Cooking Aboard: Planning Dinner on the Boat

The idea sounds great: Let’s invite the Smith’s out on the boat for an afternoon cruise, anchor over in the cove and cook up a nice dinner!

At first glance, a great idea!  But then comes the execution of that idea, and the logistical challenges start to add up.

Food prep on your boat can be a rewarding, and delicious, experience, but it does take a little planning and forethought for it to come together.  Planning to cook a meal on board doesn’t have to be daunting, but it does take a little preparation.

Preparation

First of all, if you’re planning on anchoring in the cove, that means you’ll have to have everything you need on board … there’s no “oops, forgot the mustard…I’ll just run down to the store and get some!”  So you need to plan a menu, gather all the ingredients and pack them on board (you’ll likely need a cooler with ice to keep everything refrigerated until you’re ready to cook) and make sure you’ve got all the cooking pots and pans, utensils, cooking oils and condiments and spices as well as plates and silverware for you and your guests.  

A fun way to cook onboard is a small charcoal or natural gas/propane hibachi. Some can be attached to the brightwork on the fantail, while others can safely rest on a flat part of the deck (keep well away from children and fuel).  But having one of these will let you grill some protein–beef, fish or something else–while you use the galley to steam some vegetables or make a pot of rice.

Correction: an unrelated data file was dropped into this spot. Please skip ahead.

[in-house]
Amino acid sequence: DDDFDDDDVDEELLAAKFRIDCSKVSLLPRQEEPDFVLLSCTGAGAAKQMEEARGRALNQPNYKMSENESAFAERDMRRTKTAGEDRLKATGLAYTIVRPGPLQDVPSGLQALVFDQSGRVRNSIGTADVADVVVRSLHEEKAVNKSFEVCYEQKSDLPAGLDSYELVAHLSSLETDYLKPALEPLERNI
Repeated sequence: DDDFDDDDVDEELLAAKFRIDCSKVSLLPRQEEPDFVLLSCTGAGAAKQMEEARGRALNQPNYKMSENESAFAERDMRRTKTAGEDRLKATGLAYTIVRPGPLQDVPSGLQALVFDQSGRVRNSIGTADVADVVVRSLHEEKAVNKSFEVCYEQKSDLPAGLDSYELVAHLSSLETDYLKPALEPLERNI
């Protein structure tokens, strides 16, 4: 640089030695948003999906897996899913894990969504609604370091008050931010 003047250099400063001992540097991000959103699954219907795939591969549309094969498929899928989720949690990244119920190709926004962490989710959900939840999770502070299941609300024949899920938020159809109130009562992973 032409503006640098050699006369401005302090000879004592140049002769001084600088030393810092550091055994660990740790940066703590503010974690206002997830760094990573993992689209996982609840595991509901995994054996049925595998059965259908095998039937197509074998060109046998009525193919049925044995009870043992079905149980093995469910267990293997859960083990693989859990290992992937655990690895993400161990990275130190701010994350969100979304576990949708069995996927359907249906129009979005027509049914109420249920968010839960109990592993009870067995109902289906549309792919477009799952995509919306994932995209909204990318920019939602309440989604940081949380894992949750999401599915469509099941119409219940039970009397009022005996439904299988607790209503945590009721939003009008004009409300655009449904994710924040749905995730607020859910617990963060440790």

What to Serve

What to serve?  Obviously, you’re not going to be making a Thanksgiving-size meal with all the trimmings.  Keep the menu simple and easy.  Something that can be sauteed in one pan is ideal, perhaps accompanied by a tossed salad.  If you have a grill, think about some kind of shish-kabobs which you can skewer in advance at home, put in a sealable plastic bag with marinade, and let them swim in the cooler until you’re ready to grill.

If you want some recipe suggestions, as well as dozens of articles about cooking onboard a boat, visit theboatgalley.com.  Most of the recipes and ideas have been contributed by people who live aboard their boats, so they know of what they speak!

Finally, don’t forget the wine!  Not only does a good wine help improve almost any meal, but if something goes wrong in your onboard cookery (as it usually will), a couple of glasses of wine is the perfect antidote!